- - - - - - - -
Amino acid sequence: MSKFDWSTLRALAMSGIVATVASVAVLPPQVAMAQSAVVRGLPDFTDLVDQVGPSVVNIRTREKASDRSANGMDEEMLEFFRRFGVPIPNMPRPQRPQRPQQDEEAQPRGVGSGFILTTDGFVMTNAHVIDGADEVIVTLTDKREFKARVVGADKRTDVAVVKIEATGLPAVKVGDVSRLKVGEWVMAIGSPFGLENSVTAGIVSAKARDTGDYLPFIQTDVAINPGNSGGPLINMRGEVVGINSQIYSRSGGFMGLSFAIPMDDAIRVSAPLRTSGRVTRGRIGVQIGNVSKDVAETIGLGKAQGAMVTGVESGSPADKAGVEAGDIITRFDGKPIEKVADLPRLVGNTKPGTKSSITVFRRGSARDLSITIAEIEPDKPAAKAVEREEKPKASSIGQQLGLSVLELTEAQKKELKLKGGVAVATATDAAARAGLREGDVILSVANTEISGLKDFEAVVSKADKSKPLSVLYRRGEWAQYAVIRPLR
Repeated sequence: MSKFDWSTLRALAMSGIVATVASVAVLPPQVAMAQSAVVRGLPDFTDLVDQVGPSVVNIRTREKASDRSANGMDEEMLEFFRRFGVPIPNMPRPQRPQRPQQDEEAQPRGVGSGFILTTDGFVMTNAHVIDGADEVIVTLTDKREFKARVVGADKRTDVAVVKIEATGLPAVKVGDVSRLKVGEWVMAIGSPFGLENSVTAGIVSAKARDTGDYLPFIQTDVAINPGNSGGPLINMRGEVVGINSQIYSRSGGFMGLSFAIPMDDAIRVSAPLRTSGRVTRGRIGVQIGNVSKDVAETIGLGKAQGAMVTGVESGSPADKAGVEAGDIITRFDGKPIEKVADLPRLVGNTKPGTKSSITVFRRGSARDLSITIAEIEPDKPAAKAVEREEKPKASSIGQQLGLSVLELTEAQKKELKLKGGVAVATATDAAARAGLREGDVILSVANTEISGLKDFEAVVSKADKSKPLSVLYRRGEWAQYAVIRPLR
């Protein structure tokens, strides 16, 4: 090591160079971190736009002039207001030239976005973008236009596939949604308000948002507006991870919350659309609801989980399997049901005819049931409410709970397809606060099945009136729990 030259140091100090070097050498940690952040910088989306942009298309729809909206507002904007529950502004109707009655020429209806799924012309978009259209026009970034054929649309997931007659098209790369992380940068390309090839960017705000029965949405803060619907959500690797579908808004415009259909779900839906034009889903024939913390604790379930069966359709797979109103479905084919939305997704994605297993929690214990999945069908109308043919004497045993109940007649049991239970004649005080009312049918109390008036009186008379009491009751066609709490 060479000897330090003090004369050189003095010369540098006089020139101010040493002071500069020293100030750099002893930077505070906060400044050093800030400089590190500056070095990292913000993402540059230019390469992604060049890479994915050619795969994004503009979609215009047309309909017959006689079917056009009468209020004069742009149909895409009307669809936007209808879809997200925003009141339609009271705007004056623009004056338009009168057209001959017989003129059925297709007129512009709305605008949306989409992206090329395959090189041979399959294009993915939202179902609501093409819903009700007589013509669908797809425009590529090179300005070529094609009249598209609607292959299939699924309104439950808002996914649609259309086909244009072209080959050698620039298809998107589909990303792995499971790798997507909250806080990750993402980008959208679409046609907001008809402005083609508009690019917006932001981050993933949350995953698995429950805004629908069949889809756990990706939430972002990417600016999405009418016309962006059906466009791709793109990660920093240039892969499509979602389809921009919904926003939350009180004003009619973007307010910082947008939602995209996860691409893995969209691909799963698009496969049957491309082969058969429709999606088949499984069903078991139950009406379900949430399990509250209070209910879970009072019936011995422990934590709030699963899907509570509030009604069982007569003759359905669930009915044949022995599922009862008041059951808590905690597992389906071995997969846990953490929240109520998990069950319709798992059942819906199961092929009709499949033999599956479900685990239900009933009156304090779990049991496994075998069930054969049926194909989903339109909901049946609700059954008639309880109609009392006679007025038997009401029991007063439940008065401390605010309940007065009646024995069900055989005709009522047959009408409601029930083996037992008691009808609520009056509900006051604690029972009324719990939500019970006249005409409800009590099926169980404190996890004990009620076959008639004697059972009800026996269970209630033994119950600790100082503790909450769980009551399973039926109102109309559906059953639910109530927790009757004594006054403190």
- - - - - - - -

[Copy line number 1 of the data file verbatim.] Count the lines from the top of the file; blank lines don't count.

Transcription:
Amino acid sequence: MSKFDWSTLRALAMSGIVATVASVAVLPPQVAMAQSAVVRGLPDFTDLVDQVGPSVVNIRTREKASDRSANGMDEEMLEFFRRFGVPIPNMPRPQRPQRPQQDEEAQPRGVGSGFILTTDGFVMTNAHVIDGADEVIVTLTDKREFKARVVGADKRTDVAVVKIEATGLPAVKVGDVSRLKVGEWVMAIGSPFGLENSVTAGIVSAKARDTGDYLPFIQTDVAINPGNSGGPLINMRGEVVGINSQIYSRSGGFMGLSFAIPMDDAIRVSAPLRTSGRVTRGRIGVQIGNVSKDVAETIGLGKAQGAMVTGVESGSPADKAGVEAGDIITRFDGKPIEKVADLPRLVGNTKPGTKSSITVFRRGSARDLSITIAEIEPDKPAAKAVEREEKPKASSIGQQLGLSVLELTEAQKKELKLKGGVAVATATDAAARAGLREGDVILSVANTEISGLKDFEAVVSKADKSKPLSVLYRRGEWAQYAVIRPLR